(i) the formation or registration of a corporation, limited liability company,trust, foundation, limited liability partner12 ship, partnership, or other similar entity;
(ii) the acquisition or disposition of an interest in a corporation, limited liability company, trust, foundation, limited li16 ability partnership, partnership, or other similar entity;
(iii) providing a registered office, address or accommodation, correspondence or administrative address for a corporation, limited liability company, trust, foundation, limited liability partnership, partnership, or other similar entity;
(iv) acting as, or arranging for another person to act as, a nominee share3 holder for another person;
(v) the managing, advising, or consulting with respect to money or other as6 sets;
(vi) the processing of payments;
(vii) the provision of cash vault services;
(viii) the wiring of money;
(ix) the exchange of foreign currency, digital currency, or digital assets; or
(x) the sourcing, pooling, organization, or management of capital in association with the formation, operation, or management of, or investment in, a corporation, limited liability company, trust, foundation, limited liability partnership, partnership, or other similar entity.”

That means, according to the S Corporation Association’s letter, “These covered individuals would be subject to audits conducted by the Treasury Department initially, while the Act requires Treasury to recommend additional enforcement tools after a year. By way of comparison, the related CTA imposes fines of up to $10,000, and jail time of up to two years for covered business owners and employees who fail to make the appropriate reports.”

The Financial Crimes Enforcement Network (FinCEN) is responsible for a new rule that steps up business-related reporting requirements similar to the ENABLERS Act and pursuant to the CTA. The final rule, published Friday and effective Jan. 1, 2024, requires “most corporations, limited liability companies, and other entities” to report to the agency “the beneficial owners of the entity, and individuals who have filed an application with specified governmental authorities to create the entity or register it to do business.”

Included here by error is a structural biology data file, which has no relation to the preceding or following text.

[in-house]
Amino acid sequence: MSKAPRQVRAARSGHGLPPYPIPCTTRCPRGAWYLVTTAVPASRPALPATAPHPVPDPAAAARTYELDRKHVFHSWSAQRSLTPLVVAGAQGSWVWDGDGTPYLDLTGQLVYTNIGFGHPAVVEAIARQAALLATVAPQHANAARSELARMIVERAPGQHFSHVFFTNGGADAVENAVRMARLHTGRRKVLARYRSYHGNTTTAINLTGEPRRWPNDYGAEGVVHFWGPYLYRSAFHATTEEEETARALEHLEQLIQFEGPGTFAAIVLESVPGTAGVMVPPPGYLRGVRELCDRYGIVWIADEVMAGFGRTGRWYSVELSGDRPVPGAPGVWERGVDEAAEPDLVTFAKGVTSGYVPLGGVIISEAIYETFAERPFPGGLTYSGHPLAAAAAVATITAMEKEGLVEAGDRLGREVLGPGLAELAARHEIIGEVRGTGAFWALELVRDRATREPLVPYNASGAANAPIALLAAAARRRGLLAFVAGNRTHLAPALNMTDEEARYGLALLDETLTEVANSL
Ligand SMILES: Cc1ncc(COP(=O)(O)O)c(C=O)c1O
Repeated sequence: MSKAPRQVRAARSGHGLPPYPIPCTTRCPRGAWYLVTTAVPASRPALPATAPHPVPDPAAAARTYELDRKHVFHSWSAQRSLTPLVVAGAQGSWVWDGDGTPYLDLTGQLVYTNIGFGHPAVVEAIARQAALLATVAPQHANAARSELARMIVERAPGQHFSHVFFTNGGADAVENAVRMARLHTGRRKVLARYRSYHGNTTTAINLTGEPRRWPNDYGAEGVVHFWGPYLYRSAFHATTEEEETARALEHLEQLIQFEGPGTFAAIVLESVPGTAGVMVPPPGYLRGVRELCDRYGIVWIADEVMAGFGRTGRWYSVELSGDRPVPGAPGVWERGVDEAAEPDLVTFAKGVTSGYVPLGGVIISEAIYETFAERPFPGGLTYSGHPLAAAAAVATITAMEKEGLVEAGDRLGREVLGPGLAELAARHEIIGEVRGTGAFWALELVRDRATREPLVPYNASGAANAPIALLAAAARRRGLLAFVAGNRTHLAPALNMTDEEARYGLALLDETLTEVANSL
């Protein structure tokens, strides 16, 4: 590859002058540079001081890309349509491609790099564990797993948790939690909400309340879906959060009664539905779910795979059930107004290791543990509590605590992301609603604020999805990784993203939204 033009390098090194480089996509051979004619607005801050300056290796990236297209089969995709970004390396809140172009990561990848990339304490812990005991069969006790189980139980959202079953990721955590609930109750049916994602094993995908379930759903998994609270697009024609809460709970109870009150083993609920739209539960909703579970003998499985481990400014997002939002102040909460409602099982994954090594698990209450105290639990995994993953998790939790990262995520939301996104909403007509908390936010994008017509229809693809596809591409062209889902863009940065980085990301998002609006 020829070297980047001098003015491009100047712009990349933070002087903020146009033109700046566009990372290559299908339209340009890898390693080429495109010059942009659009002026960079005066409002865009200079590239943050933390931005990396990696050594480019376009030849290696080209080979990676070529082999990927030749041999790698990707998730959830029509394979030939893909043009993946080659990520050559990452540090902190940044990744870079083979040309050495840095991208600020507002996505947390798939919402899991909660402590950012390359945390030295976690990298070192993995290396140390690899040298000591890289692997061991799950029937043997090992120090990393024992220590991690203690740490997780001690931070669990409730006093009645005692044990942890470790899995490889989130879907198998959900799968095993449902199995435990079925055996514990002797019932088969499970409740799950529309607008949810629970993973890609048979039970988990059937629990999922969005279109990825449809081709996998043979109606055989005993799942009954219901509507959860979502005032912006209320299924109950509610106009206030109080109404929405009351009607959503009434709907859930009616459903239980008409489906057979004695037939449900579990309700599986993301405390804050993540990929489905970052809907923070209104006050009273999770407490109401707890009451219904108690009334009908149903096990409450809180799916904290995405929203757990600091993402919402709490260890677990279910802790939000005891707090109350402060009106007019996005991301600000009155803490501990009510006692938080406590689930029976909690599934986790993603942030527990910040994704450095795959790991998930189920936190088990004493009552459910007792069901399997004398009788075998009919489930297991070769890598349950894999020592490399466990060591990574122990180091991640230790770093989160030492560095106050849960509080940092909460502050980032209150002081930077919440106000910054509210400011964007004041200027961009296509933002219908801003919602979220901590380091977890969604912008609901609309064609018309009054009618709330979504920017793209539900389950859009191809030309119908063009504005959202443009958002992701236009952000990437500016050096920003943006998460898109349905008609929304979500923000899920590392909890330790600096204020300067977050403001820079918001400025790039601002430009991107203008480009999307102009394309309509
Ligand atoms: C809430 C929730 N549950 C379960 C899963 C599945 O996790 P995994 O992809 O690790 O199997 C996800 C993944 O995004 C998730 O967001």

Under the rule, each reporting company would be required to provide the full name of the company, any trade name or “doing business as” name, business street address, state or Tribal jurisdiction of formation of the company, or for a foreign reporting company, the state or Tribal jurisdiction where the company first registers, and the company’s IRS taxpayer identification number (TIN).

“Illicit actors frequently use corporate structures such as shell and front companies to obfuscate their identities and launder their ill-gotten gains through the U.S. financial system,” FinCEN wrote. “Not only do such acts undermine U.S. national security, but they also threaten U.S. economic prosperity: shell and front companies can shield beneficial owners’ identities and allow criminals to illegally access and transact in the U.S. economy, while creating an uneven playing field for small U.S. businesses engaged in legitimate activity.

“Millions of small businesses are formed within the United States each year as corporations, limited liability companies, or other corporate structures. These businesses play an essential and legitimate economic role. Small businesses are a backbone of the U.S. economy, accounting for a large share of U.S. economic activity, and driving U.S. innovation and competitiveness. In addition, U.S. small businesses generate jobs, and in 2021 created jobs at the highest rate on record.”

The Senate won’t vote on any more bills, including the NDAA, until Nov. 14, after the midterm elections.


Featured image credit: Quick PS/Unsplash